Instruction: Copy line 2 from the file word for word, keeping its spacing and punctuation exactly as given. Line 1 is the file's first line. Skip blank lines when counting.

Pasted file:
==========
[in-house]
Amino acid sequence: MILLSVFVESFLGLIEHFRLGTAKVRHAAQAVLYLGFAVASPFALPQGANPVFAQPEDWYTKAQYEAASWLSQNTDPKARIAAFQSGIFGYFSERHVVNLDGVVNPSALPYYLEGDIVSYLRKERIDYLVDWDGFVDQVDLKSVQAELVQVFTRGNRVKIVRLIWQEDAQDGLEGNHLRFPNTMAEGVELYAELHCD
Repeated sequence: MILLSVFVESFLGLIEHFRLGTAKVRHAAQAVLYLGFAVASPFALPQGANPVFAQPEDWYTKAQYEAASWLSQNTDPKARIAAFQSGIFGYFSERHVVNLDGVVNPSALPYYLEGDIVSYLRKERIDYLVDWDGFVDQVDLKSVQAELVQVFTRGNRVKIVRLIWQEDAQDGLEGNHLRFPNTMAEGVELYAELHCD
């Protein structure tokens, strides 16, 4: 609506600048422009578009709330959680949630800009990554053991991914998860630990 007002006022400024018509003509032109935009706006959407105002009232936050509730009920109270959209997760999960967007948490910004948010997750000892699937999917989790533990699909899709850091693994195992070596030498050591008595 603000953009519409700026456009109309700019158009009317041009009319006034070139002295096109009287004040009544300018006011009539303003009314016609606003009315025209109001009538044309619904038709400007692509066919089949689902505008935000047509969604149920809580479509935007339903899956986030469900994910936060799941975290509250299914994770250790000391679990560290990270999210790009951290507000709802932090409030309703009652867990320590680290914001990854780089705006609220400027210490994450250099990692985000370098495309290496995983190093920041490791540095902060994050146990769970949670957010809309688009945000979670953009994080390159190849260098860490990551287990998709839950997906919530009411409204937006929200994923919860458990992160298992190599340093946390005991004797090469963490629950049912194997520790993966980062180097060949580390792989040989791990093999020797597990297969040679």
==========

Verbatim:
Amino acid sequence: MILLSVFVESFLGLIEHFRLGTAKVRHAAQAVLYLGFAVASPFALPQGANPVFAQPEDWYTKAQYEAASWLSQNTDPKARIAAFQSGIFGYFSERHVVNLDGVVNPSALPYYLEGDIVSYLRKERIDYLVDWDGFVDQVDLKSVQAELVQVFTRGNRVKIVRLIWQEDAQDGLEGNHLRFPNTMAEGVELYAELHCD